During the few days I spent at Kuala Kubu Bharu, I asked the town folk as to which is the most famous institution. Famous, as in well-known to stopover visitors, tourists and outsiders.
The answer, invariably, is always Teng Wun the Hainanese cake shop. Cakes are not the main magnet of the shop, though. It is their kaya (coconut egg jam) puffs; allegedly the world’s most awesome. The world here, means the handful of countries that sell this unique pastry.
Since I’m leaving town, I went there to buy some kaya puffs as edible souvenirs. Before stepping in, I was already enthralled by the facade. The shop front looks like the painted backdrop hanging on a Chinese opera stage. Except for that damn bicycle, of course.
The classic design is similar to that of many shops from days of old. Brutal but quick tooth-extraction shops, photo studios, gents tailors and traditional hemorrhoids (piles or buasir) busters; to name a few. I have seen the remains of similar shop-front designs at many other small towns.
Some were modernised beyond recognition while many others were left abandoned to become decaying relics from a bygone era. This one not only looks pristine but smells nice too.
Sony Alpha a7R, ISO 800, f9, 1/60 sec.
I’m still in Kuala Kubu Bharu town and at a shop famous for Ulu Yam ‘Lor Mee’. It is a Hokkien dish of yellow noodles cooked with a thick gravy of corn starch, spices, meat and eggs. It also tastes sour as vinegar is added for the distinctive flavour. What is special about authentic Ulu Yam Lor Mee?
The yellow noodles are hand made or hand-pulled. According to chef and owner Lim Kwee Hock there is no artificial colouring, flavouring, preservatives nor is brine added. Brine creates the familiar love or hate pungent smell.
Now that you know, you may want to check out Restoran Xin Yuen Kee (non-halal) when you are in Kuala Kubu Bharu town. Lim’s grandfather opened the first restaurant in Ulu Yam Lama. A 2nd generation successor opened another shop in Batang Kali. Their grandson is operating this outlet in KKB.
It is not that common to see a third generation descendent interested in a family business enough to inherit the recipes and to cook. Young Lim and his wife Elaine operates this simple eatery by themselves. The Lor Mee and other dishes taste very good and prices are reasonable.
Photography Tip: Sometimes, the best food shots aren’t just on the table. Ask for permission and go for some unconventional or less seen angles in the kitchen. Traditional Chinese kopitiam kitchens are usually dark, moody and full of character.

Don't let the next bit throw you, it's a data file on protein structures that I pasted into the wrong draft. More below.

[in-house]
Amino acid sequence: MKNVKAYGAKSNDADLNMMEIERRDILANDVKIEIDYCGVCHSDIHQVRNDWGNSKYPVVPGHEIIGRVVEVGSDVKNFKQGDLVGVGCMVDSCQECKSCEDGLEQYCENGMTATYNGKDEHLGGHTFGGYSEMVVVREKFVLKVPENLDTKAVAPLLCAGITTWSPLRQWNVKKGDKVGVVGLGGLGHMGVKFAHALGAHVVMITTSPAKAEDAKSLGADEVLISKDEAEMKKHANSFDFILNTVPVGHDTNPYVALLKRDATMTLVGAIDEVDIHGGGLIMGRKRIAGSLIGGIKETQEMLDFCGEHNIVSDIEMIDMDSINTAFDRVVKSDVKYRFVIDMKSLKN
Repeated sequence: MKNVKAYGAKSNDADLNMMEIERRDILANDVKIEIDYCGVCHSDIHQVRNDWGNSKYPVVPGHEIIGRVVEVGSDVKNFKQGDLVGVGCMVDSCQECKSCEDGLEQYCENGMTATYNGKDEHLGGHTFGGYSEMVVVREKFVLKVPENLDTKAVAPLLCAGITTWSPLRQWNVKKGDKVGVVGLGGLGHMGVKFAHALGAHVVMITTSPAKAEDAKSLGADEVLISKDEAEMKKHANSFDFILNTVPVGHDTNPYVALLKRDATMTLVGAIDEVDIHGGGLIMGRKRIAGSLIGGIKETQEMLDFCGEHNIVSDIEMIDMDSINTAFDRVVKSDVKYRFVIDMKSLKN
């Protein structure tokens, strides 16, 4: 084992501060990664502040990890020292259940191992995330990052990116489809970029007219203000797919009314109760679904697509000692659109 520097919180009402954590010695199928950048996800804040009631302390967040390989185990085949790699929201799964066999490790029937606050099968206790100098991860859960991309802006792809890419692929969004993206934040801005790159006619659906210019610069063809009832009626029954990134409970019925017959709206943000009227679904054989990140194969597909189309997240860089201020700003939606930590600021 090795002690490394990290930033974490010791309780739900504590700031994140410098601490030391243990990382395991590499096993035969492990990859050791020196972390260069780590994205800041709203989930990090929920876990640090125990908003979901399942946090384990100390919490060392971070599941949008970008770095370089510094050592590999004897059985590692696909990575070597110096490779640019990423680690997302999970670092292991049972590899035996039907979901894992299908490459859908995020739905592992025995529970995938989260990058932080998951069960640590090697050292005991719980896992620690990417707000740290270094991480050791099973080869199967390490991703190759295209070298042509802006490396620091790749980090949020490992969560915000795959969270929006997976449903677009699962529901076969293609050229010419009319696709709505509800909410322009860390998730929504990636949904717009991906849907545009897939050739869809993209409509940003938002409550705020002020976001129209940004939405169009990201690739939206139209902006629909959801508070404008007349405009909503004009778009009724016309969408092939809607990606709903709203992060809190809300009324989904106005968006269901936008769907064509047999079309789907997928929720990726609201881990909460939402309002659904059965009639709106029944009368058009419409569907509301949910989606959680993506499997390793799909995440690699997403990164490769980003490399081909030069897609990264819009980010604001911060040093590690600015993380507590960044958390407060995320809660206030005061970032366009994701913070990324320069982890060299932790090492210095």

Sony Alpha a7R, ISO 320, f4, 1/60 sec.
Chinese folks from elsewhere go to the Ulu Yam area for one main reason. To try the famous Hokkien ‘lor mee’ there. It is a dish of yellow noodles cooked in a sourish vinegar broth. Although the dish originated in Ulu Yam Lama, several other restaurants at Ulu Yam Bharu serve it.
Apart from the now third-generation original shop in Ulu Yam Lama, the other popular ones are Aik Koon and Hock Lay in Ulu Yam Bharu. The former was closed when I was in town looking for food, so I settled for the latter. Fermented acetic acid isn’t exactly my cup of tea; so I asked for another recommendation besides lor mee. The head waitress suggested their signature dish of Shrimps In A Coconut, which she claimed is their creation.
The prawns are cooked in coconut juice (coconut water) and not santan (coconut milk). As a result, the mild curry prawns have a very distinctive fragrance and unique sweet taste. It comes with a tom yum-like dip that is spicy and sour. Excellent fare and reasonable pricing from Hock Lay Restaurant.
Waitress is also talkative, informative and cooperative. She helped me move my food and gear to a darker and cooler corner after I finished photography at a brighter side. Although this dish has no pork in it, the restaurant is not halal. Sony Alpha a7R, ISO 100, f4, 1/250 sec. The nearest decent hotel is The Leverage Business Hotel in Rawang. Available from MyCen Hotels at http://www.mycen.my/
I asked a friendly local for food recommendations. He suggested the Chinese Tom Yum stall down the road and I went there right away. Since the shop was quite busy, service was understandably slow. So I cleaned my lenses and a lady finally came to take my order.
She said there is no Tom Yam at her shop. Wrong place, wrong corner. Haha. She drew me a map and gave me directions as that other stall has no signboard or name. I ordered a drink, feeling bad that I used her table and received help. She said I shouldn’t feel bad and that I should hurry as the other stall might close soon. What wonderful people.
Finally found the real Tom Yum stall and they were friendly too, even though they are famous among locals. I ordered seafood Tom Yum with Kuey Teow (Chinese Fettuccine). It came with three fairly big (and fresh) prawns, mussels, loads of cuttlefishes and squids. Amazing.
Even more amazed to find out it is only RM 5.50 for the sumptuous bowl!
Sony Alpha a7R, ISO 100, f9, 1/1250 sec.
Tasty Mee Siam Special with Sambal Sotong (spicy cuttlefish) in Selayang; at the start of my northbound adventure. The stir-fried vermicelli dish is a fusion of Chinese, Malay and Thai flavours. A very basic version used to be school canteen food.
Kluang Rail Coffee is purportedly the only authentic outlet outside Kluang officially connected with the original Kluang Railway Station Coffee in Kluang, Johor.
Sony Alpha a7R, ISO 1600, f7.1, 1/60 sec.